French police have killed the man who they believed attacked Strasbourg's Christmas market but investigators kept digging Friday for possible accomplices in a city known for a high concentration of potential extremists.
A fourth victim of Tuesday night's attack on the biggest Christmas market in France died Friday. The dead included a Thai tourist and a 29-year-old Italian journalist. A dozen other people were wounded.
The market reopened Friday in a bid to reclaim a festive spirit after being closed for two days after the attack. French President Emmanuel Macron paid a visit, arriving after a European summit in Brussels to offer his condolences to the wounded and victims' families and to salute security forces. He spoke with the three police officers who less than 24 hours earlier shot and killed Cherif Chekatt, the attack suspect.
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For three days, Macron has faced back-to-back national emergencies, dealing with the Christmas market attack and in the midst of a month of grassroots protests over the cost of living that have grown increasingly violent and have devastated parts of the French capital.
The government has implored the French not to take to the streets Saturday, evoking the Strasbourg tragedy and the security situation that has strapped soldiers and police.
Chekatt, the 29-year-old Strasbourg native, was killed Thursday night in a confrontation with three police officers in his childhood neighborhood after a massive manhunt.
The depth of his radicalization and connections remained unclear, but his path seemed to reflect an increasingly common hybrid European extremist who moves from delinquency to sowing terror.
The Islamic State group's Amaq news agency claimed Chekatt was a "soldier" of the group but Interior Minister Christophe Castaner rejected the claim as "totally opportunistic."
Investigators are now trying to identify "eventual accomplices or co-authors who could have helped or encouraged him in preparing his move into action," prosecutor Remy Heitz, in charge of terrorism cases in France, told reporters at a news conference Friday.
He said seven people were in custody, including four of Chekatt's family members and three in his "close entourage" — two of them detained Thursday night.
"We want to reconstruct the past 48 hours in order to find out whether he got some support," Heitz said.
The Strasbourg shooting was the latest in a series of deadly attacks that have claimed more than 200 lives in France since 2015. Like other attack sites, the Christmas market was heavy with symbolism.
"This Christmas market is part of our history. It's part of our common events and belongs to all the French people," Castaner said during a walk-through at its reopening. "And this morning, we wanted to show, as we walked down the lanes, that we always know how to get our head up again."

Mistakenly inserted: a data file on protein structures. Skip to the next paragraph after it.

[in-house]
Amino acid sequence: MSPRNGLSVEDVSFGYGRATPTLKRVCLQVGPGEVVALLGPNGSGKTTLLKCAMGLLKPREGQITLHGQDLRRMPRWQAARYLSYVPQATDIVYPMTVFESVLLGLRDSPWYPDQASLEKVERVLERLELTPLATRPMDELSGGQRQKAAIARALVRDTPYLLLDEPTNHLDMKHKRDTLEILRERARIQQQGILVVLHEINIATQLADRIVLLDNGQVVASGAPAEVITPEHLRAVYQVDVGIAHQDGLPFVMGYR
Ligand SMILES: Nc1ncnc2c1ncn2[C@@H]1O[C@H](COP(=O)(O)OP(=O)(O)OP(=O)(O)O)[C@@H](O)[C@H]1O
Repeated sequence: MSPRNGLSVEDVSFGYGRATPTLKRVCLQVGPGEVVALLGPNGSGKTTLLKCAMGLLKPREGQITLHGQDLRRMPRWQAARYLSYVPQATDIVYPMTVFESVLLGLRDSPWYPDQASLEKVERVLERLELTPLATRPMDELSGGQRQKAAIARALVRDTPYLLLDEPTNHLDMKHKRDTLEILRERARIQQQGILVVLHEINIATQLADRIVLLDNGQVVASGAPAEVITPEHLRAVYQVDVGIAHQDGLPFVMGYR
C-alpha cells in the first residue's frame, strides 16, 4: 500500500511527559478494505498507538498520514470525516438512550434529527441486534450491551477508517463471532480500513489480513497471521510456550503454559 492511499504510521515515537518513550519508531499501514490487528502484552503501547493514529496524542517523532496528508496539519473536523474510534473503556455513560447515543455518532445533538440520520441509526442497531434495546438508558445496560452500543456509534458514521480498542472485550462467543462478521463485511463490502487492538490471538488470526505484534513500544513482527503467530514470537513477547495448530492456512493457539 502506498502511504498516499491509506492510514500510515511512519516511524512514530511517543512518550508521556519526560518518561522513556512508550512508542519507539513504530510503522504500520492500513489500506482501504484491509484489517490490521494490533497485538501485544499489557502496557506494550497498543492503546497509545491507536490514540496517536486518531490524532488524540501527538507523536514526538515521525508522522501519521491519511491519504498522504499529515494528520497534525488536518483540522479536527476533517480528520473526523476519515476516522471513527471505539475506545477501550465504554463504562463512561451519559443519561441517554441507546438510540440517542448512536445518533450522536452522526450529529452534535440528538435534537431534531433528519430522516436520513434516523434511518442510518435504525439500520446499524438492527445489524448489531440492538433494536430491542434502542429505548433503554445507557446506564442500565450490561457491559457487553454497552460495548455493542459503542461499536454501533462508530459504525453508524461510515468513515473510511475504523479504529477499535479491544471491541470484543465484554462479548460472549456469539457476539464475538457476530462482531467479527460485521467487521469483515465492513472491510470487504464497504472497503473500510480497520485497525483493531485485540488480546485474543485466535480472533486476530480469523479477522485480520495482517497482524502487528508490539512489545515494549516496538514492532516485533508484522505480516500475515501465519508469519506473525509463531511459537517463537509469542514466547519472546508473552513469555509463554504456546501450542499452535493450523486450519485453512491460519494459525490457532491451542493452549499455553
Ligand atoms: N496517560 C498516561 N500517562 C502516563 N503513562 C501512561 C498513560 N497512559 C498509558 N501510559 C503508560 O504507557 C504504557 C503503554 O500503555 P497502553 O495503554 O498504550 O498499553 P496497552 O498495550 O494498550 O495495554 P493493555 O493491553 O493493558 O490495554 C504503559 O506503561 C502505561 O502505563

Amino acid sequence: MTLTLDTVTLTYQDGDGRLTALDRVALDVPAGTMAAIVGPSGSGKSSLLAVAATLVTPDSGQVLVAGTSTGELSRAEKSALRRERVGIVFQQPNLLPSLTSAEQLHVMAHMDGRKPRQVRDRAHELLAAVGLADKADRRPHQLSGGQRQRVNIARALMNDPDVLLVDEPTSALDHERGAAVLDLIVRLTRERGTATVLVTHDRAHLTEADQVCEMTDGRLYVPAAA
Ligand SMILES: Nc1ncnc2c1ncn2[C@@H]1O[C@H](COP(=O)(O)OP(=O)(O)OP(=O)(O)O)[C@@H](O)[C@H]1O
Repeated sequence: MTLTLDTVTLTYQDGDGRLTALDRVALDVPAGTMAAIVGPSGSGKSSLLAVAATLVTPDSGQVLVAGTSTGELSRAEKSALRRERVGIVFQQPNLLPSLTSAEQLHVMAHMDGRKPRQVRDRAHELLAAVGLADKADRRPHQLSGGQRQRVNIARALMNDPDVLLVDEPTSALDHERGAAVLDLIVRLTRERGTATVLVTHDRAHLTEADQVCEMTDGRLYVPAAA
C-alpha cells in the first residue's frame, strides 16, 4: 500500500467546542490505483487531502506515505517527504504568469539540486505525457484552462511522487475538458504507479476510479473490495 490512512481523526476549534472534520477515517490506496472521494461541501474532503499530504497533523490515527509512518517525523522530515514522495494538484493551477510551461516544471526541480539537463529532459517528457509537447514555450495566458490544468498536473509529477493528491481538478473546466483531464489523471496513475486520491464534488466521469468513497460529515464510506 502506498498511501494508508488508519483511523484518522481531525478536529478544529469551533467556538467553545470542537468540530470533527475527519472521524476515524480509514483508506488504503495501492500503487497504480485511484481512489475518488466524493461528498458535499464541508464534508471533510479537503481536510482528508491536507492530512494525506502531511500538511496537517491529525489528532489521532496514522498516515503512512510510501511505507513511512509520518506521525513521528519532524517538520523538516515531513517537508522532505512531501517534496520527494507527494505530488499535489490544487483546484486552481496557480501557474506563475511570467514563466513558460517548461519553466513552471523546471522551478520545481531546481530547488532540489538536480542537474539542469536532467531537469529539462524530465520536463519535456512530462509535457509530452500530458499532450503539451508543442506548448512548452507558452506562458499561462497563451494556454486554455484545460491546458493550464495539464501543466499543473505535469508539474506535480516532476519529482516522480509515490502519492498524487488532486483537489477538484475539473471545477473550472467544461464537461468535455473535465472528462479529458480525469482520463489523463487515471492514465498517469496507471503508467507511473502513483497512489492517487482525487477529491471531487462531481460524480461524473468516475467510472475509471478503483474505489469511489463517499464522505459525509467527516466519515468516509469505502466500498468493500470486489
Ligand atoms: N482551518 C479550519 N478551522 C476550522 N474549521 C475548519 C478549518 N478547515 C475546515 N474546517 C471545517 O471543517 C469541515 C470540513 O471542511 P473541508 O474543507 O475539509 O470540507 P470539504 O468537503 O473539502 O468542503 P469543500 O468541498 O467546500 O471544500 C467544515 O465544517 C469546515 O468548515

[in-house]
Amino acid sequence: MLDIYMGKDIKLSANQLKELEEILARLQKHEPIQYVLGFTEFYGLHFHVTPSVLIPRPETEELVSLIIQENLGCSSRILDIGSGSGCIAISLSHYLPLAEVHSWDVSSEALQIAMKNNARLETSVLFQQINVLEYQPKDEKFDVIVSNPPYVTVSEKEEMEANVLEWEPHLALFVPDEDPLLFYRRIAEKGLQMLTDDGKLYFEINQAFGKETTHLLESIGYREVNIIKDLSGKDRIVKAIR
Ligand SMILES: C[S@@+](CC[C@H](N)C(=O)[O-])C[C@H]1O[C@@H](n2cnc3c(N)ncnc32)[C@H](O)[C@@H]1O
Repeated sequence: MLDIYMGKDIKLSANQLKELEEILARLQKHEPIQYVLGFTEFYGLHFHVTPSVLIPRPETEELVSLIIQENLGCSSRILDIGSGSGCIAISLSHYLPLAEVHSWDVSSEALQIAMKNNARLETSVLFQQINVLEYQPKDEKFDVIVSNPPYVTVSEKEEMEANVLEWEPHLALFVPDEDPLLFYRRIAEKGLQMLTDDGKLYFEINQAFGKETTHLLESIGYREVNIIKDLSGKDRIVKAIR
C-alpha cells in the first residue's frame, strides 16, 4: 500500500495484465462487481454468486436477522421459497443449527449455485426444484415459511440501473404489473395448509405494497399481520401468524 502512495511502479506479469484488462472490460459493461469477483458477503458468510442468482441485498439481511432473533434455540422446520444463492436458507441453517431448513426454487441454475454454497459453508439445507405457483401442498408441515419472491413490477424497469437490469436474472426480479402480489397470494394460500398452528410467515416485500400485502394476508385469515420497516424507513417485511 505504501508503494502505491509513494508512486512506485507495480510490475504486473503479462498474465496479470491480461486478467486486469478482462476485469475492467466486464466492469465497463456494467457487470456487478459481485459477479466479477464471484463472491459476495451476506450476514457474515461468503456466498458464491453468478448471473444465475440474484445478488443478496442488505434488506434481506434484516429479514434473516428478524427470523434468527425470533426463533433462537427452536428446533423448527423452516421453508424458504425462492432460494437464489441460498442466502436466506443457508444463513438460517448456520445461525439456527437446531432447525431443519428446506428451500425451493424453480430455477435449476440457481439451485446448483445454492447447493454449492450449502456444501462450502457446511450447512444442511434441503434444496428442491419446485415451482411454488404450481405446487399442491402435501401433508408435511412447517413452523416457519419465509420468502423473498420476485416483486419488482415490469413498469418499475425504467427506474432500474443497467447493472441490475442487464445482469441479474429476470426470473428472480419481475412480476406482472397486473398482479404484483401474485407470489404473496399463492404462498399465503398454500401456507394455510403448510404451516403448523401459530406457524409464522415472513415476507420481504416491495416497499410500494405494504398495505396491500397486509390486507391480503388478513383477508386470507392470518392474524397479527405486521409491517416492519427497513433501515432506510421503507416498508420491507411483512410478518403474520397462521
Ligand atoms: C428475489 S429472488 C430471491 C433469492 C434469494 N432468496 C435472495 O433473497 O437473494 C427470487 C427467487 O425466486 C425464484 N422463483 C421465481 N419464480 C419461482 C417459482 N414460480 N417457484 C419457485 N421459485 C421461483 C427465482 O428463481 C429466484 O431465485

Macron suggested while in Brussels that authorities were working to clarify why Chekatt was not stopped beforehand. He had been on a French intelligence watch list for radicalism and was convicted 27 times for criminal offenses — the first time at age 13 — mainly in France but also in Germany and Switzerland.
French police tried and failed Tuesday morning to arrest him in a case of attempted homicide.
Macron told reporters Friday in Brussels that France should look at "the consequences" of any police failures and work on "what could be improved."
Extremism is not a new phenomenon in Strasbourg, where more than 200 people are on watch lists for potential radicalization or already radicalized, a Strasbourg police official told The Associated Press. The official spoke on condition of anonymity and that figure could not be officially confirmed.
Strasbourg's Christmas market has been a previous target. Ten suspected Islamic militants were convicted and sentenced to prison in December 2004 for their role in a foiled plot to blow up the market on New Year's Eve 2000.
Six youths from Strasbourg have been arrested after returning home from Middle East battle zones, part of a group of 14 reported to have left to join the jihad. As early as 2012, Strasbourg had harbored Islamic militant cells planning action elsewhere in France.
Heitz, the anti-terrorism prosecutor, provided more details about the police operation that led to Chekatt's death Thursday evening.
He said two crucial tips came in from residents in Strasbourg's Neudorf neighborhood. Three officers patrolling in Neudorf then spotted a man corresponding to the suspect's description. Noticing their marked police car, the suspect tried unsuccessfully to enter a building. When police officers identified themselves, Chekatt turned abruptly and opened fire on them.
Samuel Petrequin and Angela Charlton contributed.